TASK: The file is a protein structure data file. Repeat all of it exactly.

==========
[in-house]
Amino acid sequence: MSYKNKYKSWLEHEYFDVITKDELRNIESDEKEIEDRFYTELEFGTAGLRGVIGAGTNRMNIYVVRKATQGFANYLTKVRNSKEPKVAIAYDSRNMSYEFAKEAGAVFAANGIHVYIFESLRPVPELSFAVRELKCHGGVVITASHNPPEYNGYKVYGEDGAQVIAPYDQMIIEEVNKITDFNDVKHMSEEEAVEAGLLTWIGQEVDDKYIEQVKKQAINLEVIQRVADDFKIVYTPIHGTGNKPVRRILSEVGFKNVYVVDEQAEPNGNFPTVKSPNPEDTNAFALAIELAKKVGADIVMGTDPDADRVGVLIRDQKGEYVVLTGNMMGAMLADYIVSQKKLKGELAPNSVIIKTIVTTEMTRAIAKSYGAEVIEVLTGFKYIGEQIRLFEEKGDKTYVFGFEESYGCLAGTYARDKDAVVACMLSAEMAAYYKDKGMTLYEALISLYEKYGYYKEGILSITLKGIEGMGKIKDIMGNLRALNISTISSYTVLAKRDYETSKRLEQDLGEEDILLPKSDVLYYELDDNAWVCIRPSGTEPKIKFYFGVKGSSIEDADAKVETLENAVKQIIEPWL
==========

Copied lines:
[in-house]
Amino acid sequence: MSYKNKYKSWLEHEYFDVITKDELRNIESDEKEIEDRFYTELEFGTAGLRGVIGAGTNRMNIYVVRKATQGFANYLTKVRNSKEPKVAIAYDSRNMSYEFAKEAGAVFAANGIHVYIFESLRPVPELSFAVRELKCHGGVVITASHNPPEYNGYKVYGEDGAQVIAPYDQMIIEEVNKITDFNDVKHMSEEEAVEAGLLTWIGQEVDDKYIEQVKKQAINLEVIQRVADDFKIVYTPIHGTGNKPVRRILSEVGFKNVYVVDEQAEPNGNFPTVKSPNPEDTNAFALAIELAKKVGADIVMGTDPDADRVGVLIRDQKGEYVVLTGNMMGAMLADYIVSQKKLKGELAPNSVIIKTIVTTEMTRAIAKSYGAEVIEVLTGFKYIGEQIRLFEEKGDKTYVFGFEESYGCLAGTYARDKDAVVACMLSAEMAAYYKDKGMTLYEALISLYEKYGYYKEGILSITLKGIEGMGKIKDIMGNLRALNISTISSYTVLAKRDYETSKRLEQDLGEEDILLPKSDVLYYELDDNAWVCIRPSGTEPKIKFYFGVKGSSIEDADAKVETLENAVKQIIEPWL